Tone it Down or Tune it Out? The Focus of Instructor Cues on Body Image Outcomes during an Exercise Class in Older Adults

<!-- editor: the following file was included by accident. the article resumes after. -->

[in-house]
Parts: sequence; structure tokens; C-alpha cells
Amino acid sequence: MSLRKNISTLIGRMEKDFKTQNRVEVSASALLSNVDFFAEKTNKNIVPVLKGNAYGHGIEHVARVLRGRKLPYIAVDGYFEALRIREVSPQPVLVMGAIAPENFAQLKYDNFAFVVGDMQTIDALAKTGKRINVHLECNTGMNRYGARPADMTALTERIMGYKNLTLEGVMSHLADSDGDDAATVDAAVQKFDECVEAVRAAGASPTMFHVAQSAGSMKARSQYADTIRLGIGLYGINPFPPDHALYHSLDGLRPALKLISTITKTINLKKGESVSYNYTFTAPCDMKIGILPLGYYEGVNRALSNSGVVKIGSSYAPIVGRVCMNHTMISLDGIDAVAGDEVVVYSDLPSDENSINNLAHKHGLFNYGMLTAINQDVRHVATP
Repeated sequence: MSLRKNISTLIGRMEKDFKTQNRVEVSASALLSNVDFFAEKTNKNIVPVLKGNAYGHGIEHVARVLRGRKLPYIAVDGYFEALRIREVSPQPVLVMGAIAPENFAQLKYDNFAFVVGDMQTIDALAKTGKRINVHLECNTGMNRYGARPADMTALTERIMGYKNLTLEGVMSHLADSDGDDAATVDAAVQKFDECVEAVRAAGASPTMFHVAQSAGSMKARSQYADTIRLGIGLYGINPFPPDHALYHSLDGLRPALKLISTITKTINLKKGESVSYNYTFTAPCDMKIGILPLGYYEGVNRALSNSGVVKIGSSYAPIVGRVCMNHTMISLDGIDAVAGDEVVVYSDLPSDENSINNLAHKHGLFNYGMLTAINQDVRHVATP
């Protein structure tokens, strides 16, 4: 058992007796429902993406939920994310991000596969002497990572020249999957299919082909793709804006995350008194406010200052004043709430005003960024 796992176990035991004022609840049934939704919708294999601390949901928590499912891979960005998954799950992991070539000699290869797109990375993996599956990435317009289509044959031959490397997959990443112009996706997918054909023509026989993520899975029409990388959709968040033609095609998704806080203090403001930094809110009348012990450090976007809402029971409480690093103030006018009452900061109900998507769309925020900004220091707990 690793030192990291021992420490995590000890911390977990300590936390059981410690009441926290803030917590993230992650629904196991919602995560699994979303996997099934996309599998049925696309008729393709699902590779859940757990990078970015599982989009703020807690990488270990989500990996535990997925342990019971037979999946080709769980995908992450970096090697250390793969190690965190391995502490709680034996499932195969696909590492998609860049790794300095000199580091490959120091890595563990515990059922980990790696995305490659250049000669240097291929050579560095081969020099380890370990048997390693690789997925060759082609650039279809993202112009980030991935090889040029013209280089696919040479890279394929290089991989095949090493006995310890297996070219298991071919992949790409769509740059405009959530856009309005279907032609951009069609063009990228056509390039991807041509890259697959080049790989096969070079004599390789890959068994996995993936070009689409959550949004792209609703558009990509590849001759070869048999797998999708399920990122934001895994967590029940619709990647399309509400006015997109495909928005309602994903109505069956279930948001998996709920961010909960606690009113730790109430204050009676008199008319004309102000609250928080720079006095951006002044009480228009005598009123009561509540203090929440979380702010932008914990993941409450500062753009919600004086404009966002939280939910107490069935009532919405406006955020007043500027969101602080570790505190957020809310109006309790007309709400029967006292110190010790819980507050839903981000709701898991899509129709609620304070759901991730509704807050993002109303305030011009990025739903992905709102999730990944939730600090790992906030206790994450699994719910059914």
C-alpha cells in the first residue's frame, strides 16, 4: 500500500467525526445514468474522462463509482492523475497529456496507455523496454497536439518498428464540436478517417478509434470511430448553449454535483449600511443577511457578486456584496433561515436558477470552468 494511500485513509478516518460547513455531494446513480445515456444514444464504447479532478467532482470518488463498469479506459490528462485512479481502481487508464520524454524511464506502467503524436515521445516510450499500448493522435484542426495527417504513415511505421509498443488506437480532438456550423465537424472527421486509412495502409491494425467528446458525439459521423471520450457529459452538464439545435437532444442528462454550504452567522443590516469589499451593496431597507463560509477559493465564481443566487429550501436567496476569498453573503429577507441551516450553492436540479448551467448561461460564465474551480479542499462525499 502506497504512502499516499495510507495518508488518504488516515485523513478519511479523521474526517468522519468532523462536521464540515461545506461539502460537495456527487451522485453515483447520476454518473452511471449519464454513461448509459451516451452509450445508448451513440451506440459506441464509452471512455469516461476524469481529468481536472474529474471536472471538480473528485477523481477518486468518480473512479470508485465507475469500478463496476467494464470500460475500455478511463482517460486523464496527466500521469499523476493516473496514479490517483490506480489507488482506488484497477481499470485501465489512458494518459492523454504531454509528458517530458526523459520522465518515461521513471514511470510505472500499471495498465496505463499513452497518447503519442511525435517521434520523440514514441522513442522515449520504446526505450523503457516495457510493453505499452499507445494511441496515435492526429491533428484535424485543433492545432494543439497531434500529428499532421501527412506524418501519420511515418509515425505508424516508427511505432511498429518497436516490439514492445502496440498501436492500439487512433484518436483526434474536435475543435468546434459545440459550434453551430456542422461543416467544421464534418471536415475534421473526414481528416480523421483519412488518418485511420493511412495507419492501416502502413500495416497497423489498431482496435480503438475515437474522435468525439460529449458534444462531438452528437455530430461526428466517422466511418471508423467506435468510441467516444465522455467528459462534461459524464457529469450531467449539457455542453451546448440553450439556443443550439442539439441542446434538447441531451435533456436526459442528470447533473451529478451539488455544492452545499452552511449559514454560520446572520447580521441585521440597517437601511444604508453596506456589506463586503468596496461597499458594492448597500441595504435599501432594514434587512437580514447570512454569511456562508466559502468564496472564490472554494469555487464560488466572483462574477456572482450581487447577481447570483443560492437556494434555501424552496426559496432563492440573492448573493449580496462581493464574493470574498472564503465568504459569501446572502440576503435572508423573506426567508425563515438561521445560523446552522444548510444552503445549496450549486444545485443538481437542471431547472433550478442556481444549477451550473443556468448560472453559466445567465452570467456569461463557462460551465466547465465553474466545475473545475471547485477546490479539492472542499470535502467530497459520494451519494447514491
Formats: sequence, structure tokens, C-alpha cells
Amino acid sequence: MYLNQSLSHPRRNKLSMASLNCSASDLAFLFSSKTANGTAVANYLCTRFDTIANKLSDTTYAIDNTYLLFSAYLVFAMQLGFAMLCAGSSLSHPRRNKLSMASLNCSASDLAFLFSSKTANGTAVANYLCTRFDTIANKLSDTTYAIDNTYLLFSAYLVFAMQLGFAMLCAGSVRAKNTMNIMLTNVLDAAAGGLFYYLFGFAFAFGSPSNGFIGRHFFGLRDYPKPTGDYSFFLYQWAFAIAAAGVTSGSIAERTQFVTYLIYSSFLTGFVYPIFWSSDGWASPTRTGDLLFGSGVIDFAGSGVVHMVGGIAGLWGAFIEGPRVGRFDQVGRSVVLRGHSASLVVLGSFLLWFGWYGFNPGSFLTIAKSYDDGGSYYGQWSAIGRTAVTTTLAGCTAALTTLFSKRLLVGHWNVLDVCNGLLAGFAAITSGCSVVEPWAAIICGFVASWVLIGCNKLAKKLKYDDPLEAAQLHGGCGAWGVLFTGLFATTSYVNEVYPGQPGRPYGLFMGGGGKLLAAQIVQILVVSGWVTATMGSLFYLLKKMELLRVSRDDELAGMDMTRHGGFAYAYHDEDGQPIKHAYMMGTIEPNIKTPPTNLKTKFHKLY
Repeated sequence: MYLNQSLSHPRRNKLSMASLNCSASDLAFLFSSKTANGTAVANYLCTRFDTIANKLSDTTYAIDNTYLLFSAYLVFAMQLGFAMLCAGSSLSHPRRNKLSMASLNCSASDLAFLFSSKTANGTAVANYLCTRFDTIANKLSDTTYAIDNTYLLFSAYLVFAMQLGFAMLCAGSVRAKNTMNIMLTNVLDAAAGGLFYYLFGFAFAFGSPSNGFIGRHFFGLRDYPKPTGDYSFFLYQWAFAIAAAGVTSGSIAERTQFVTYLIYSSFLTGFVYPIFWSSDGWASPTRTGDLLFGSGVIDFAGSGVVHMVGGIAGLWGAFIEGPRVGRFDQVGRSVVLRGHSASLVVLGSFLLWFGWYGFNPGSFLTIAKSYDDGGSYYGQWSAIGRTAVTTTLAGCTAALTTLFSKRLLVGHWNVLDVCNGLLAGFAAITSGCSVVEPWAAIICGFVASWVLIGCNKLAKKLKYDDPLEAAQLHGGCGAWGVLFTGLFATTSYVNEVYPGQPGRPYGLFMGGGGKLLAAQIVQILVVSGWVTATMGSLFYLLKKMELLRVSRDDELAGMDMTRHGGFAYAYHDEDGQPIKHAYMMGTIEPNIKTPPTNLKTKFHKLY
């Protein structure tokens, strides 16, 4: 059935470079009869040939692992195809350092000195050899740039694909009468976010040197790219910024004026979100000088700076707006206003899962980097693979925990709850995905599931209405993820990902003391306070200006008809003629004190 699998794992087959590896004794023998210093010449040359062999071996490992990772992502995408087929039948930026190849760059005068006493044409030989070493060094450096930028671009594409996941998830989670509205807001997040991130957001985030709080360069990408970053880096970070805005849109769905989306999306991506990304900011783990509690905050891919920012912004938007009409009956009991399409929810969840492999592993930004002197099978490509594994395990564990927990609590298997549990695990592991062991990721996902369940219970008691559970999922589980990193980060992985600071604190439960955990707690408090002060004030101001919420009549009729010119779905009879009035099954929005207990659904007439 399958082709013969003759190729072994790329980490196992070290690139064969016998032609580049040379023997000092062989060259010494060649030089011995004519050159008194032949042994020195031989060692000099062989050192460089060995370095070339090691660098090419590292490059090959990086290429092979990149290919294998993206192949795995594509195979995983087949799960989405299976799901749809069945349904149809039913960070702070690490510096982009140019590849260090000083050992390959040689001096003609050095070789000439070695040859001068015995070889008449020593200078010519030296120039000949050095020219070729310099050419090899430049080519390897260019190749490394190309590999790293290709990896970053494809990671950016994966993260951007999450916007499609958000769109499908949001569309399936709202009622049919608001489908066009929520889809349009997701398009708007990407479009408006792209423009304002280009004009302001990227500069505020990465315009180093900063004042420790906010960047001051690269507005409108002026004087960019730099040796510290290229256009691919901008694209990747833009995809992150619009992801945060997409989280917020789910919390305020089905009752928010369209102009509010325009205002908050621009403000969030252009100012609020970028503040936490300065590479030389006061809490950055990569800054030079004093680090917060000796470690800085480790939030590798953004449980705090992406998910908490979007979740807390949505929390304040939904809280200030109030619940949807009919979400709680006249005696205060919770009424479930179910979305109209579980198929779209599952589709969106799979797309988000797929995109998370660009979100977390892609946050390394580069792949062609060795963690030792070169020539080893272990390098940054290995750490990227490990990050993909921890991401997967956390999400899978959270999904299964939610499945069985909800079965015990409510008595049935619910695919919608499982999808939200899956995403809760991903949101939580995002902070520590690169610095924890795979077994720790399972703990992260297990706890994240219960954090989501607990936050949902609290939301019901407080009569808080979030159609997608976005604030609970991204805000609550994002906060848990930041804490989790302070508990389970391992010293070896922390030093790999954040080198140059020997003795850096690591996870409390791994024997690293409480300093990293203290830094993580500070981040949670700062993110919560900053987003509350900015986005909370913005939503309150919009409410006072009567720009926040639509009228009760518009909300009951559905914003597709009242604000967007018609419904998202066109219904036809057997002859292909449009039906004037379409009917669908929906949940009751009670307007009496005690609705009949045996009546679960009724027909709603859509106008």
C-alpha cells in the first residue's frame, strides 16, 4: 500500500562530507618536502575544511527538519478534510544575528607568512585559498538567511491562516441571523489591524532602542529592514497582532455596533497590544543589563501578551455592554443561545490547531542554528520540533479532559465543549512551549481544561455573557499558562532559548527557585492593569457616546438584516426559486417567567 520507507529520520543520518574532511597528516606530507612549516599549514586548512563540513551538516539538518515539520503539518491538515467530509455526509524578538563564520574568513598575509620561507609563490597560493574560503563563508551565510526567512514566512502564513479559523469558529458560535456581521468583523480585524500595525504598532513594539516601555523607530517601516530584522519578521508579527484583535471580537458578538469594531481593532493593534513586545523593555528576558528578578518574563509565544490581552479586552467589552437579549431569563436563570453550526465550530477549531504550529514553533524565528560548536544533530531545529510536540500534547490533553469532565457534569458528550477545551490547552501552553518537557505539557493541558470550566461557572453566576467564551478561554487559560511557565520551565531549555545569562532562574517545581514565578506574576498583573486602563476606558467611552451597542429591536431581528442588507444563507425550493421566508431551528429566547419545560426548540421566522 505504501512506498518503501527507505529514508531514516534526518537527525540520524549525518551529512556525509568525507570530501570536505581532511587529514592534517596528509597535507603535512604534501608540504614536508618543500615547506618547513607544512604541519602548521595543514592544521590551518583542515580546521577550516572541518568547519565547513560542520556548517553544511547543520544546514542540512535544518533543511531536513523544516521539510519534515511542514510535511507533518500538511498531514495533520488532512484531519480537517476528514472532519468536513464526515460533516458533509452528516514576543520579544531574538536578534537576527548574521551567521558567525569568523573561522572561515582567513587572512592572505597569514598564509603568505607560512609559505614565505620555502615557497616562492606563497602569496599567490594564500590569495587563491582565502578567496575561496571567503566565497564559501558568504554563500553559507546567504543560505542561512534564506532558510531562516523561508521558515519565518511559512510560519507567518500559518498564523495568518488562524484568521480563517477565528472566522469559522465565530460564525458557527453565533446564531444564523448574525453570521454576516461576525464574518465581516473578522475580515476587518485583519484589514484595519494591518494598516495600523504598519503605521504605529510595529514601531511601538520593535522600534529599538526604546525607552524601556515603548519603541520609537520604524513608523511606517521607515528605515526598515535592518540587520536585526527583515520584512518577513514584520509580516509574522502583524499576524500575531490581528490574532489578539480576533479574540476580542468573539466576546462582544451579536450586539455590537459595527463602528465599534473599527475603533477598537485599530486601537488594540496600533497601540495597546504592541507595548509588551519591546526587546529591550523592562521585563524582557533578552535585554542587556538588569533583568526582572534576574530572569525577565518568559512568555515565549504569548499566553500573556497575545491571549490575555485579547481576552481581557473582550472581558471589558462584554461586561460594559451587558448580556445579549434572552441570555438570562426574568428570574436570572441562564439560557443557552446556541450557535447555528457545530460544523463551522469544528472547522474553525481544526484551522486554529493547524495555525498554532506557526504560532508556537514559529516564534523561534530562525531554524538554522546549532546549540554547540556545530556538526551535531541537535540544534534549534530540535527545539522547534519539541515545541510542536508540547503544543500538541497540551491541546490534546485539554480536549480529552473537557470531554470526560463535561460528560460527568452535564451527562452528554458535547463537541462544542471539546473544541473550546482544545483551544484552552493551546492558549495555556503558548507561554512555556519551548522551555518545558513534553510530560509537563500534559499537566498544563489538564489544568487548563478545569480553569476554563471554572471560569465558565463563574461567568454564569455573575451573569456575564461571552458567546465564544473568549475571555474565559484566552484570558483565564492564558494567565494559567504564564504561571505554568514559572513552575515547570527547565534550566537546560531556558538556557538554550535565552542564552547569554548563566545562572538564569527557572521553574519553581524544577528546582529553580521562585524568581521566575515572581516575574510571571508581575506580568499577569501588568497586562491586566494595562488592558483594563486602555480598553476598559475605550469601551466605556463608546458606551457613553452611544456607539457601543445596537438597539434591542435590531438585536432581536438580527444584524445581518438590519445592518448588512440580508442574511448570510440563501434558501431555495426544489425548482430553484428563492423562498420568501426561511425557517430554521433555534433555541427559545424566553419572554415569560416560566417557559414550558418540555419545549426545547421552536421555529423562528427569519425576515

In group exercise settings, many factors influence body image, including instructors and the motivational cues they use. The purpose of the present study was to examine the impact of appearance versus functionality-focused cues used by an instructor in an exercise class on state body image, enjoyment and intentions to return in older adults. One hundred and seven participants (26 males, 81 females, Mage = 69 years) took part in two visits. During visit one, participants completed demographic and trait body image questionnaires and had anthropometric measures taken. During visit two, participants were randomly assigned to an appearance or functionality-focused exercise class. In the appearance-focused class, the instructor’s cues emphasized the exercises as a way to alter the body’s appearance, whereas in the functionality- focused class, cues focused on exercise as a way to improve function and health. Participants completed state measures of body image immediately before and after participating in the exercise class. Following the exercise class participants also completed measures of enjoyment and intentions to return. Repeated-measures ANCOVAs were conducted for each state body image measure (body appreciation, functional appreciation, body dissatisfaction, body satisfaction with appearance and functionality, self-objectification, and social physique anxiety) controlling for appropriate demographic and trait body image variables. Participants assigned to the functionality-focused condition reported significantly greater decreases in body dissatisfaction [F (1,101) = 6.35, p = .013] compared to those in the appearance-focused condition, and regardless of condition, participants reported significant decreases in state self- objectification pre-to-post exercise [F (1,105) = 7.85, p = .006]. All other time by condition and time effects were non-significant (ps > .05). ANCOVAs to examine between-group differences on enjoyment and intentions to return showed no significant differences (ps > .05). It is possible that older adults, who place a greater focus on the health and functionality of their bodies, may be protected from negative effects of appearance-related commentary within group exercise settings (in contrast to young-women). Findings also suggest that exercise may be particularly beneficial for improving body dissatisfaction and self-objectification in populations across the lifespan. Future studies should continue to examine psychological outcomes of acute exercise in older adults.